A little over a decade after, In the year 2008, another widely documented series of xenophobic attacks took place in Johannesburg.

During that attack, it is estimated that tens of thousands of foreigners were displaced; homes, property, and businesses were widely looted. After the attack, the death toll stood at 56.

In 2015, another bloody series of xenophobic attacks were documented after it occurred in South Africa, with migrant Zimbabweans as the target.

This attack followed the hateful remarks by Zulu King Goodwill Zwelithini kaBhekuzulu saying that the Zimbabwean migrants must “pack their bags and leave.” By the 20th day of the fourth month of 2015, 7 people had been recorded dead, and well over 2000 foreigners had been displaced.

The most recent xenophobic attack in South Africa took place in the first week of September 2019, with Nigerian migrants at the receiving end.

The bone of connection was that Nigerian immigrants were taking all the available jobs in South Africa, and taking their women as well.

As a reaction to the attacks, the Nigerian government placed some political sanctions on South Africa, as other African countries took a stand against the repeated attacks.

Causes of xenophobia

Different factors may give rise to xenophobia and xenophobic attacks. Here are some of the most likely reasons:

1. Fear of domination

A group of people may fear that foreigners will grow in strength and population if allowed to remain in their land for too long.

An increase in the population of the foreigners could have some negative effect on their culture, and they may even be displaced. This fear of domination and possible internal displacement may lead to xenophobia and xenophobic attacks.

2. Fear of infiltration

A group of people may have a constant fear that foreigners may gain access to their leadership or even sacred of secret places without their knowledge. Such an occurrence may expose them to danger and make them more vulnerable to others.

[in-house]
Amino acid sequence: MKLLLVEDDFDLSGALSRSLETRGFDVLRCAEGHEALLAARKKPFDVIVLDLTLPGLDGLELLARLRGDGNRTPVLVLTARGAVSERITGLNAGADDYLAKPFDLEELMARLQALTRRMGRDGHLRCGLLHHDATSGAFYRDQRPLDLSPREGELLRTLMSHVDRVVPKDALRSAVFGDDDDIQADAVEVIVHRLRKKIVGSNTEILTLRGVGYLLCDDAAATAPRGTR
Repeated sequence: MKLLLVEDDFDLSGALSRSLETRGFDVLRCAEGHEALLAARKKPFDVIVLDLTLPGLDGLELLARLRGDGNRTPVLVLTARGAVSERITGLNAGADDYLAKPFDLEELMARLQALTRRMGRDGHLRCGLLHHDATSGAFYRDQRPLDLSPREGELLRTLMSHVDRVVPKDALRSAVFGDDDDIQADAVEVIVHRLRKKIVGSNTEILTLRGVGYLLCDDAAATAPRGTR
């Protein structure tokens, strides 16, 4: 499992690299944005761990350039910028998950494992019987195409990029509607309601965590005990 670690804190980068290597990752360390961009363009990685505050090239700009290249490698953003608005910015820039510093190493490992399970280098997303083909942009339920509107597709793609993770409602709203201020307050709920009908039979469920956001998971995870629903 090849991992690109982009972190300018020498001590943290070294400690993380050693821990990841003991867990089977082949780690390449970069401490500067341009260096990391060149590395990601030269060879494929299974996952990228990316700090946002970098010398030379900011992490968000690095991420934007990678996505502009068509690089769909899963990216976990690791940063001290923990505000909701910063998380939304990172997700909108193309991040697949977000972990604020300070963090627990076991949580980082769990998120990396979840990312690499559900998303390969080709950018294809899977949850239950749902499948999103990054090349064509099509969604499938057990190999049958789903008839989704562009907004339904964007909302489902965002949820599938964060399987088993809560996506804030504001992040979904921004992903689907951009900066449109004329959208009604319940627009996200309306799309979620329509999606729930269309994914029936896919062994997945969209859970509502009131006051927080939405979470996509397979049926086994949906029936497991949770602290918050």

3. Feeling of superiority

When there is a mindset that people from a specific nationality are less important or valuable, there is a considerable chance that xenophobic attacks will be recorded if these foreigners attempt to do more than if expected of them by their host.

4. Stereotype

The mindset that some people act some type of way, or they are certain things, simply because one or two people from said ethnicity or race have exhibited such behavior is considered stereotype.

Such beliefs and assumptions give rise for hatred and attacks that not only affect immigrants but citizens of stereotyped nations who are back home.

5. Fear of hunger and joblessness

The South African situation is an example of the manifestation of xenophobia out of fear of hunger and unemployment.

With Nigerian immigrants working in almost every company in South Africa, the South Africans fear that they’ll be jobless in the long run and die of hunger.

Signs of xenophobia

Just like other conditions have signs and symptoms, xenophobia has its early warnings, and they are often overlooked. Here are some of the most common signs of xenophobia:

1. Hate speech

When people of a specific nationality begin to make hate speeches against immigrants in general or of a particular nationality, it is a sign of xenophobia.

2. Stereotype

It is not rare to hear people say a thing like people from such and such country are dirty or people from so and so place have a specific disease.

Such assumptions lead to avoidance of the stereotyped people and even attacks on them when they try to prove themselves to be contractors to popular beliefs.

3. Segregation

If people of a particular nationality are not allowed in some public places, are restricted access to jobs and other basics of living in a foreign land, then it is a sign of hatred and xenophobia

4. Superiority complex

Feeling like your country is better than another, and treating citizens of the other country like inferior people is a sign of hate and xenophobia.

Seeing one’s self as overling is the background on which social evils such as slavery, savagery, and even xenophobia are built.

Until we recognize ourselves as equals in mental capacity, physical attributes, and understand that the only separation is skin color and the ability to harness our potential both physically and mentally, the death of phenomena like racism and xenophobia may never be a reality.

The takeaway

A phobia is a fear. It could be the fear of anything from the dark to animals, water, a number, and even other humans. Xenophobia is a socio-cultural problem that is not specific to any nationality as it has been recorded in every continent on the planet.

While there may be no medical cure for xenophobia, seeing as it isn’t even a medical problem, there is so much we can do as people to eliminate such destructive behavior.

The first step to the restoration of equality and oneness in a world where everyone battles to preserve themselves and what they believe in is the elimination of dividing identities such as religion, race, and the separation of one’s own from another.